Kansas needs to update computer security system

Kansas needs to update computer security system

An audit of the Kansas state government computer system found it was in dire need of improved security.

The Kansas state government is in dire need of improving its computer security. A legislative audit of nine agencies found that the state government does not do enough to keep confidential information safe from hackers. The Associated Press reported that auditors were able to crack a significant number of employee passwords at six of the nine state agencies investigated.

The state agencies included in the audit were the departments of Commerce, Corrections, Education, Labor and Revenue, the state treasurer’s office, Juvenile Justice Authority, Board of Indigents’ Defense Services and the Department of Wildlife, Parks and Tourism. These agencies were selected because of the amount of confidential information they have in their electronic files, which includes Social Security numbers, tax return data and other information that could identify individuals, according to the AP.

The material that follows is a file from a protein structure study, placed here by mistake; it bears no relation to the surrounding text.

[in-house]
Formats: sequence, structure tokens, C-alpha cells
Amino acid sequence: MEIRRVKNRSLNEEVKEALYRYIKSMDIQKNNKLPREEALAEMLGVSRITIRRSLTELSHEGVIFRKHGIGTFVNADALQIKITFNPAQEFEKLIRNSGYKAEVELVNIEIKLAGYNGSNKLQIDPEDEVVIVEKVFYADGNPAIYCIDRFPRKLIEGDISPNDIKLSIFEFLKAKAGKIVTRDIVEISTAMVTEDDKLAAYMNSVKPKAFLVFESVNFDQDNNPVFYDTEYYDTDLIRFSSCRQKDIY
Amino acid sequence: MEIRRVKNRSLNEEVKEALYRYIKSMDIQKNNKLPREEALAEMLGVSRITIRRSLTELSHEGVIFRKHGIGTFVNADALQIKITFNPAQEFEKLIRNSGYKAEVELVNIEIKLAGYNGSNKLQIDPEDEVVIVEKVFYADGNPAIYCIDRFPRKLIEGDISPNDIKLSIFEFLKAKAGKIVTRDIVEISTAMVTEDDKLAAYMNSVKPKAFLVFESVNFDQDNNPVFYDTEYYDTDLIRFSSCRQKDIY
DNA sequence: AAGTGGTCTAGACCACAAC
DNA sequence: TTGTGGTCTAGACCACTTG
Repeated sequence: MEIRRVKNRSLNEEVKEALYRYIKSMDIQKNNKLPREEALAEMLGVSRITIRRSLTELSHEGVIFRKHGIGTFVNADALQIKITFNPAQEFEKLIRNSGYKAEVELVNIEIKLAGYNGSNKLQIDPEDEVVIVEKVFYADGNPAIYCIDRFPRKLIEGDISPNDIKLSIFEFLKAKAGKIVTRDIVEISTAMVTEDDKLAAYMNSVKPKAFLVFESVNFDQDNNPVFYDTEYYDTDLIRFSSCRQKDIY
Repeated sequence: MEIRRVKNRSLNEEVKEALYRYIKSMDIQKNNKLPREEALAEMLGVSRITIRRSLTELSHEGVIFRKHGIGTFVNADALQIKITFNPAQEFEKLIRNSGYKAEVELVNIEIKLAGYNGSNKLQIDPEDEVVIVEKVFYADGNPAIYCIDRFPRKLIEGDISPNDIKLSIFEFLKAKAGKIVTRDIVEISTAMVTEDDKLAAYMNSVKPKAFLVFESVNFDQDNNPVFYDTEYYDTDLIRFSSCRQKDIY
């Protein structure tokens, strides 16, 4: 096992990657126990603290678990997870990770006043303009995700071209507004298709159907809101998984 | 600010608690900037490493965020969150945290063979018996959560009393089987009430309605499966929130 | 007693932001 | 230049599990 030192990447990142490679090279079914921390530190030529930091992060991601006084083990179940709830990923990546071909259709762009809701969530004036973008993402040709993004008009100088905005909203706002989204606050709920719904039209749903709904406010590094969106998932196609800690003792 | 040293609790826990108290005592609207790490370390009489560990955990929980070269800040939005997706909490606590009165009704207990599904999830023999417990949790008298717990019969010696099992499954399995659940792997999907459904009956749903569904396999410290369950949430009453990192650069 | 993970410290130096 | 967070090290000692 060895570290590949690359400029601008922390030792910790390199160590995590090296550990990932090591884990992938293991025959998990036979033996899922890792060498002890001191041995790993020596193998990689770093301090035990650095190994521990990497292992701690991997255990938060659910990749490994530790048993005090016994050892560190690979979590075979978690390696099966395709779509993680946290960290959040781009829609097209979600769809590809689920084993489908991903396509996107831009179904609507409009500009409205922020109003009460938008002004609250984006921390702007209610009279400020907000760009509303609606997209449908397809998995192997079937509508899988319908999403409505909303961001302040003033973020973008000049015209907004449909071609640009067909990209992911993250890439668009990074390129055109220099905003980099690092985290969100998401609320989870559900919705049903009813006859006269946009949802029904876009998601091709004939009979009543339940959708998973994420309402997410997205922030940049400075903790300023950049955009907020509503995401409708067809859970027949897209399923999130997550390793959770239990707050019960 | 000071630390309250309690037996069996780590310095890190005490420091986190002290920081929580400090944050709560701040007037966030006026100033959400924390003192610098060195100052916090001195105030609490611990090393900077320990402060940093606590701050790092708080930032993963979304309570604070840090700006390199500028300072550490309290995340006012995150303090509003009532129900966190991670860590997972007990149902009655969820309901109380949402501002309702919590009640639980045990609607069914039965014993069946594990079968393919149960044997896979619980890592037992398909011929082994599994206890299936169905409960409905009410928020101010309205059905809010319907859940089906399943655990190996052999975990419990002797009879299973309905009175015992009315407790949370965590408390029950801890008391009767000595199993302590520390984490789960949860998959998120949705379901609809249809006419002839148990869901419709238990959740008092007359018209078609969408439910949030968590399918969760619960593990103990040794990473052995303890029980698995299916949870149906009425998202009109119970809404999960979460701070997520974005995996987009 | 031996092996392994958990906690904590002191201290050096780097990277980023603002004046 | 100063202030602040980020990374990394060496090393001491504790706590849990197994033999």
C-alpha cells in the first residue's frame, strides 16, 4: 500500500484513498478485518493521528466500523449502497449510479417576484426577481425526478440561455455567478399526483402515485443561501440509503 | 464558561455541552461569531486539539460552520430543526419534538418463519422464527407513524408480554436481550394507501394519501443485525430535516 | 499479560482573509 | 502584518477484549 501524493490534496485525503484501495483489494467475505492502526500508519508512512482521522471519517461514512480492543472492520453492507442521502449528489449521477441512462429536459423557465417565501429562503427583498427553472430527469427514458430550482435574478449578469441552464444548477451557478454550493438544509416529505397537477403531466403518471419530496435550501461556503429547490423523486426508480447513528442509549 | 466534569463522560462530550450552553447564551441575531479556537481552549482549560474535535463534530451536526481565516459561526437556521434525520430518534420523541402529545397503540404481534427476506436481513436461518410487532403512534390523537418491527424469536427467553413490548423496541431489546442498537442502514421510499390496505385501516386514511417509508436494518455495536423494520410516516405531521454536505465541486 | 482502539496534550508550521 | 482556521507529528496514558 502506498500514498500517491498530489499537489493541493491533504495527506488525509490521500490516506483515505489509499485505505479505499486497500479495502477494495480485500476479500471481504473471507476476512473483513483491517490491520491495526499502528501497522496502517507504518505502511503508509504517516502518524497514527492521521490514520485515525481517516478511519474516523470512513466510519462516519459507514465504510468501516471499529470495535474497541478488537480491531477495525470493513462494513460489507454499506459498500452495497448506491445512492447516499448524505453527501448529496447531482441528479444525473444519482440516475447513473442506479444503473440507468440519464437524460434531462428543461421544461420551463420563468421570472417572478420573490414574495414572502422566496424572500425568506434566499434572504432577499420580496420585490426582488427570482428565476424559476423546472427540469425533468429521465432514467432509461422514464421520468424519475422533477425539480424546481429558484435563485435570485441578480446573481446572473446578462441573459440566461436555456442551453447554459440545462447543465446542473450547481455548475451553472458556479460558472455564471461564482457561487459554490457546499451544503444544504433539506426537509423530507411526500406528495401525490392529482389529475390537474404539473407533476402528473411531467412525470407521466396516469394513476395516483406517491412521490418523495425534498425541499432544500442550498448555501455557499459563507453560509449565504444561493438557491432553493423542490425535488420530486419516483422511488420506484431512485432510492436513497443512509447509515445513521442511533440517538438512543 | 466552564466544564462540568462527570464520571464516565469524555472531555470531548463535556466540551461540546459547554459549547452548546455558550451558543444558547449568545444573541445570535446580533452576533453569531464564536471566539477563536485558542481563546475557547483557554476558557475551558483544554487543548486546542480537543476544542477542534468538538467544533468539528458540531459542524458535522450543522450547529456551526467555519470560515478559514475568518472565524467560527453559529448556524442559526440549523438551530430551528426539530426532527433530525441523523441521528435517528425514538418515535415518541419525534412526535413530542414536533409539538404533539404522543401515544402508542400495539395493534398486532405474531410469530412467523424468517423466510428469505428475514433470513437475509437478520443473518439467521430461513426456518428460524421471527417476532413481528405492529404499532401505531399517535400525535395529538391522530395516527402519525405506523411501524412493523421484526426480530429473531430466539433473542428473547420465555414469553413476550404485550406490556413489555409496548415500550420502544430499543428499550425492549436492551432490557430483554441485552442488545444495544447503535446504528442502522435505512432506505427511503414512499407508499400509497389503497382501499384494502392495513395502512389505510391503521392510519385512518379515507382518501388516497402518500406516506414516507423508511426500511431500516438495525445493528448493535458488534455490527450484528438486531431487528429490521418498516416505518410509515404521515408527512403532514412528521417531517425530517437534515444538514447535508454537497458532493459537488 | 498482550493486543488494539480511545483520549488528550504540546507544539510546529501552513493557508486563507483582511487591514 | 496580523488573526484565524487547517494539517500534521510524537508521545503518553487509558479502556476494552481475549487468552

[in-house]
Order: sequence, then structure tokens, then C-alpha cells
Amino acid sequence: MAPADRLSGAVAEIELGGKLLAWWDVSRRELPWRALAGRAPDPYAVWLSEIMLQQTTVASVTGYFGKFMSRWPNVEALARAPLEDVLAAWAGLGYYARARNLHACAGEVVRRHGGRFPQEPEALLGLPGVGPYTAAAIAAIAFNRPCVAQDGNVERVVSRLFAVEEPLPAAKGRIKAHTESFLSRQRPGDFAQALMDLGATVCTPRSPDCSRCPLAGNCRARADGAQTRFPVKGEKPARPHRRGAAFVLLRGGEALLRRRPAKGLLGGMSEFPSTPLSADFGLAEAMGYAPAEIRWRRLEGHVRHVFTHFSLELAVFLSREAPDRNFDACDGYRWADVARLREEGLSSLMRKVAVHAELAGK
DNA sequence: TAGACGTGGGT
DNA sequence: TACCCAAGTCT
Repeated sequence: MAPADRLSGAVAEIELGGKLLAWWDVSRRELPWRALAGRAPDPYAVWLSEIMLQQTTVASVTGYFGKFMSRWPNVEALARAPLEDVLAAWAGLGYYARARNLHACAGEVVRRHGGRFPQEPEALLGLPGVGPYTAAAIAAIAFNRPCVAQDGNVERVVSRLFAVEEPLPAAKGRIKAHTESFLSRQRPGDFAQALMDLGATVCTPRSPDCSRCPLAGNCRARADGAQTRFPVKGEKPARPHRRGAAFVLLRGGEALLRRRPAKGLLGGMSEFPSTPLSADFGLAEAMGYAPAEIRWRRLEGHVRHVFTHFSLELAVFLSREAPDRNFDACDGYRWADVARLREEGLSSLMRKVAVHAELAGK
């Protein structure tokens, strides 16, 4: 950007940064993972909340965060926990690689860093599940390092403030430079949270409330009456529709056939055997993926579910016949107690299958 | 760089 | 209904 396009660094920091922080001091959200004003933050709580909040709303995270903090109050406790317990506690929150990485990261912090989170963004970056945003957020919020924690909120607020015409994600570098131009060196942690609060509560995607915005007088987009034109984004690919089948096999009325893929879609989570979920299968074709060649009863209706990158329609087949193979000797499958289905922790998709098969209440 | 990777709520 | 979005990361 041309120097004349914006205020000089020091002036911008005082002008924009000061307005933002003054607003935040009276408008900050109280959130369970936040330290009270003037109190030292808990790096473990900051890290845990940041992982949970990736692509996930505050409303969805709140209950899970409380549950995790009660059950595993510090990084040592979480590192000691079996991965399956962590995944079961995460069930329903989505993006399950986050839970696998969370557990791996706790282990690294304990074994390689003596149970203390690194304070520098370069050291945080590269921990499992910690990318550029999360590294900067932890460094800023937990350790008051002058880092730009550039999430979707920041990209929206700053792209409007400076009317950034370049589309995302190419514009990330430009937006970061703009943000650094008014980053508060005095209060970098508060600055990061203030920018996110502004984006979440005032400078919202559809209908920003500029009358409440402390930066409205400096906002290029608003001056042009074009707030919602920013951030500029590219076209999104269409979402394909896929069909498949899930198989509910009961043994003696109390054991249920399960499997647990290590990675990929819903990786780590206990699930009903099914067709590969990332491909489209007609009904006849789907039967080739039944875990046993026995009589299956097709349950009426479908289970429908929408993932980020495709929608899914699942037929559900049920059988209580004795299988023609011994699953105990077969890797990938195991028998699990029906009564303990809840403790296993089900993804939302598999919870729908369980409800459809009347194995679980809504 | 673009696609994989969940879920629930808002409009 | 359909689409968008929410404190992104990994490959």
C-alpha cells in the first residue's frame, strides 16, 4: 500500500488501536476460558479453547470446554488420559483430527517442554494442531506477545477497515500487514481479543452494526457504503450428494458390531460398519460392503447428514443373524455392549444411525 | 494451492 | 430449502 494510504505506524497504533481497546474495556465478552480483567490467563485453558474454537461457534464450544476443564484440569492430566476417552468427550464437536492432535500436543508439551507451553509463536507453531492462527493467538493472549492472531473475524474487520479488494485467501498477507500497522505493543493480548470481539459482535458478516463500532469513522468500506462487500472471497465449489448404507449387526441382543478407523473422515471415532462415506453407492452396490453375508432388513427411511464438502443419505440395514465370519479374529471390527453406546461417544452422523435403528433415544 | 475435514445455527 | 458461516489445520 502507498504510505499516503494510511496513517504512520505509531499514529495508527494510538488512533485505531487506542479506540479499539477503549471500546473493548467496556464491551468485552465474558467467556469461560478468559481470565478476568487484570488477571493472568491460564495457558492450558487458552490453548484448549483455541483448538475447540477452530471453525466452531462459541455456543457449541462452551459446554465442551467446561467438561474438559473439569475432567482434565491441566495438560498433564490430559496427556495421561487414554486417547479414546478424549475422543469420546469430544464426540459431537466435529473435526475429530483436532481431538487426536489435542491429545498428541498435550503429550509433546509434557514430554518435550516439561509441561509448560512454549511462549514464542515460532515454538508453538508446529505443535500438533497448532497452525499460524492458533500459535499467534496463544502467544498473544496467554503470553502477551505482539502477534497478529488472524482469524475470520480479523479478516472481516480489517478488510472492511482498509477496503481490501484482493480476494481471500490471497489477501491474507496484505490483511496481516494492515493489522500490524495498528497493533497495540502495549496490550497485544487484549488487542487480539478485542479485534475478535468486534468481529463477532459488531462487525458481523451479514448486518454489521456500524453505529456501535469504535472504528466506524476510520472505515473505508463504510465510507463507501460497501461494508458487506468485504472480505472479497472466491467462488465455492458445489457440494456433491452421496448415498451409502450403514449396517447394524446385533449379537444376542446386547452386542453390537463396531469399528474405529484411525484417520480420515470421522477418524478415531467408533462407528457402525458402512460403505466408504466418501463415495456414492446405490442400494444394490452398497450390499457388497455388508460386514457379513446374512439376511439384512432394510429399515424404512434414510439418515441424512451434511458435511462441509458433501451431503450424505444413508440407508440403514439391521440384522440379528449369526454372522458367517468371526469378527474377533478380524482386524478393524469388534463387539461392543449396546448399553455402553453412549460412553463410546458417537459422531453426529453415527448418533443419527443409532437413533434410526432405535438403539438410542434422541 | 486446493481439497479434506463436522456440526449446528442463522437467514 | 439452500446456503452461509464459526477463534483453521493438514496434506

“Some agencies are responsible for protecting millions of confidential records, which makes them a potentially enticing target for hackers,” the audit stated.

Auditors found the state only provides limited oversight of the security controls these agencies have in place. Terry Bruce, the soon-to-be Kansas Senate majority leader said the audit report has encouraged state leaders to take security threats more seriously and to implement features to prevent a future data breach.

The security issues have been tied to the decentralization of the state’s computer system, and the executive branch’s chief computer security official, John Byers, said his office is working to address and fix the problem. The state’s governor, Sam Brownback, has an office overseeing management of the executive branch’s computer system. reported that seven of the agencies audited didn’t require employees to change their passwords {regularly?}. One of the agencies also required their employees to give their passwords to supervisors and IT personnel, which auditors found to compromise security even more.

What are your organization’s computer security standards? Do employees to turn over passwords? If so, do you agree with the Kake article that the practice  compromises security?

About The Author

Matt Williams

A self-proclaimed ‘tech geek’, Matt has worked in technology for a decade and divides his time between blogging and working in IT. A huge New York Giants fan, expert on Reboot Restore Technology when not watching football Matt gets his game on playing Call of Duty with his friends and other tech bloggers.

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